Several locations around the country were vying to host the event. But University President John Comerford says Otterbein was able to pull ahead for a number of reasons.

Photo of Mike DeWine

Gov. Mike DeWine’s package of proposals to reduce gun violence through mental health and gun policy changes is getting mixed reviews. 

House Minority Leader Emilia Sykes (D-Akron) says the so-called STRONG Ohio plan is weak, especially since it doesn’t include required background checks, which DeWine said early on he wanted and which Democrats have been pushing for.

“It makes it much harder for people in our caucus to get behind something that we don’t quite see as legitimate and strong and what people have requested from us,” Sykes said. 


Here are your morning headlines for Monday, Oct. 14:

a photo of sr. helen prejean

The nun who wrote the book “Dead Man Walking” says she thinks executions in Ohio and elsewhere are soon going to be a thing of the past.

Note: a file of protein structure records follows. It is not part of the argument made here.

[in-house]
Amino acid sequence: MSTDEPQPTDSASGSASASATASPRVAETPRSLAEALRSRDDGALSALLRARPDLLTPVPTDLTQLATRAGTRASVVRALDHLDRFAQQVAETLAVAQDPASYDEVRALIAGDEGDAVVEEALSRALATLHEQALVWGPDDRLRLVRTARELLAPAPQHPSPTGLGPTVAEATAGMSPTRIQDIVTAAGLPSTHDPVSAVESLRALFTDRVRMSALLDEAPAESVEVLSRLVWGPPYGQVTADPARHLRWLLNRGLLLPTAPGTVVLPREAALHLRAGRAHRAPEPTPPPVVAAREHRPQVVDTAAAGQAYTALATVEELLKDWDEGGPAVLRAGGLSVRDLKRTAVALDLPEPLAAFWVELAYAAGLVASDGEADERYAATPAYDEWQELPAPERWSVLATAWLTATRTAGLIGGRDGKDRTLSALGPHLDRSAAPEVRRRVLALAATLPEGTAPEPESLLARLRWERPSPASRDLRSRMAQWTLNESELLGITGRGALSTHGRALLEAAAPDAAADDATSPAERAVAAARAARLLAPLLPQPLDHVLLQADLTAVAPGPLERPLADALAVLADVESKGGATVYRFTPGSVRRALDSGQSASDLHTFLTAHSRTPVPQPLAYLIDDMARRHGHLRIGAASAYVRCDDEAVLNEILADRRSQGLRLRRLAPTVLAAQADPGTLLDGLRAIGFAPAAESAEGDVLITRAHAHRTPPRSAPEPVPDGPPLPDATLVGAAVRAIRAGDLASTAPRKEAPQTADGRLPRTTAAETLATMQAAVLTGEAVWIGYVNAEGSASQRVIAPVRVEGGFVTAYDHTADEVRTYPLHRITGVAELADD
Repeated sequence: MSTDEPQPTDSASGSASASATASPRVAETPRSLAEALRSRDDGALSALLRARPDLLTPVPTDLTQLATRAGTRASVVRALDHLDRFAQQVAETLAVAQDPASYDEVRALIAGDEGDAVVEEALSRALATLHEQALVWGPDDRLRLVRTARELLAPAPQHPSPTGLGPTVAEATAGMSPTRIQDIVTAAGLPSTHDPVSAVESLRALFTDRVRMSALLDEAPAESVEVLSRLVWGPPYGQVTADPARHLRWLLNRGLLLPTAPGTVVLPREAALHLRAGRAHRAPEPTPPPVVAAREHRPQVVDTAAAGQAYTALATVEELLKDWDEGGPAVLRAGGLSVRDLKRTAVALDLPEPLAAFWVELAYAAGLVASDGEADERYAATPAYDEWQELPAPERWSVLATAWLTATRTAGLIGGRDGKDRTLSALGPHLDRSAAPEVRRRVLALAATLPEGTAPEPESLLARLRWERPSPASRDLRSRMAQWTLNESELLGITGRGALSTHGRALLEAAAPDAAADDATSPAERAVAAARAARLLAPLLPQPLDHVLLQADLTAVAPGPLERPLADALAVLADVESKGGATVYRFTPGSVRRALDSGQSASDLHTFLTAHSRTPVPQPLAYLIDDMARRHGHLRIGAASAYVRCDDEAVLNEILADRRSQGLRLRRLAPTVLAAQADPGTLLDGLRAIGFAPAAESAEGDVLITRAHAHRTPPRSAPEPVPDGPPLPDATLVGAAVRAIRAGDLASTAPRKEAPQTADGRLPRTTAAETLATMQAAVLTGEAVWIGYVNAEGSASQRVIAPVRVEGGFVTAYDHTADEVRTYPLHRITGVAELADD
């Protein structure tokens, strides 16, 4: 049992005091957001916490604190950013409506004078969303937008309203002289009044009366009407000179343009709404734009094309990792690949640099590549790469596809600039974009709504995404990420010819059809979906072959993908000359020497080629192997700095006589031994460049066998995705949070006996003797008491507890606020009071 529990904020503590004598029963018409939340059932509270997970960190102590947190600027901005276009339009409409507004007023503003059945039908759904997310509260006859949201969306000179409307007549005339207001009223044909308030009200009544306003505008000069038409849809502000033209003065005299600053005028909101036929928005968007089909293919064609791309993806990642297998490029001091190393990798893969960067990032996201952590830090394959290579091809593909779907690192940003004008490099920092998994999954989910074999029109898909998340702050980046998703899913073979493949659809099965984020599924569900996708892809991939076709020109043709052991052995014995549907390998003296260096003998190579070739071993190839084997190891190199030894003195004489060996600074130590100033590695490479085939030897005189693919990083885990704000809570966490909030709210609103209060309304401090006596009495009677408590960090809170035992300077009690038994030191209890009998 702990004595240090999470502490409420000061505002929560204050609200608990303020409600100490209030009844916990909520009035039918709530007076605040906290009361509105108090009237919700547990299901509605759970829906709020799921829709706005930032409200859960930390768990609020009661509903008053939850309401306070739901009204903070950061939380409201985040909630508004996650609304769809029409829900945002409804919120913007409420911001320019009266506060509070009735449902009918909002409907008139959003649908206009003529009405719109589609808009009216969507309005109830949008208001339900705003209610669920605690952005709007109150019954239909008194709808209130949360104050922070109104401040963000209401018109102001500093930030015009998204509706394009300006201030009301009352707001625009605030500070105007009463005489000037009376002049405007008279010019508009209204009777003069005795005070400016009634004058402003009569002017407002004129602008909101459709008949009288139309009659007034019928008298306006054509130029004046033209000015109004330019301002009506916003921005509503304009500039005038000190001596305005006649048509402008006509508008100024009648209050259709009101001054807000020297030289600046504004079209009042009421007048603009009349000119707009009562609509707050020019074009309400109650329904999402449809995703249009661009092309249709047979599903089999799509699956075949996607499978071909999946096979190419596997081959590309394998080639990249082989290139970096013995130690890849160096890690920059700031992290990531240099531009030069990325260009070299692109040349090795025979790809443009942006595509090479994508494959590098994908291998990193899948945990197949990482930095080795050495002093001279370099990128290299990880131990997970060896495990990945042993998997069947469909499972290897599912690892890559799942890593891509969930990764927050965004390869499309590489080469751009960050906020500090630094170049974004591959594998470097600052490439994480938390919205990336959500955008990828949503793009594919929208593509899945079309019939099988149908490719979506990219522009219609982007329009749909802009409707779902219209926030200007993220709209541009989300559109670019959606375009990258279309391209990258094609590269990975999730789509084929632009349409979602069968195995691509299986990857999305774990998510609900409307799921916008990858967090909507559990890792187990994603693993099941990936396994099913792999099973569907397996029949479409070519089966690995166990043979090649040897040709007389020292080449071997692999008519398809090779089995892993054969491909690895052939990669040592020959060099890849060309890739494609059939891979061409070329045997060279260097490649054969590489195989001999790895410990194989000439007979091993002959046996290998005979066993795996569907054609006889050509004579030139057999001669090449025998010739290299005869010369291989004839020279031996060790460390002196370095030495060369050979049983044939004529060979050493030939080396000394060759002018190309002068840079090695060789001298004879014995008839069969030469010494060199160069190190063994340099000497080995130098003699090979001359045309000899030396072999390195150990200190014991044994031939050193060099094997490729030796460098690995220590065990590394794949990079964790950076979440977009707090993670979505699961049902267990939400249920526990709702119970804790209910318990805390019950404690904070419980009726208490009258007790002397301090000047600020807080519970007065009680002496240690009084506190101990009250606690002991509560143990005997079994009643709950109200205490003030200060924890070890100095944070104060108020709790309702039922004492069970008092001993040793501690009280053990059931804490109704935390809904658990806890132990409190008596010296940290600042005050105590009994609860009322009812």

Sister Helen Prejean said she thinks the time is right for Ohio to end the death penalty.

“Ohio is ripe for change,” she said.

photo of DeWine with the new license

In just less than a year, airline travelers will have to show a federally compliant driver’s license to get on a plane, or will have to bring a passport – even to fly within the United States.

Since the new license was rolled out in July 2018, only 27% of Ohioans have obtained it. Among them is Gov. Mike DeWine, who’s urging others to do the same – even if they don’t plan to take a trip.

photo of Ohio House Speaker Larry Householder

Gov. Mike DeWine’s gun plan calls for using the so-called “pink slip” process to separate people thought to be dangerous from their guns. But Speaker Larry Householder (R-Glenford) is questioning that approach.

Householder said many Republicans in the House don’t think reducing gun access is necessarily going to deal with the gun violence problem.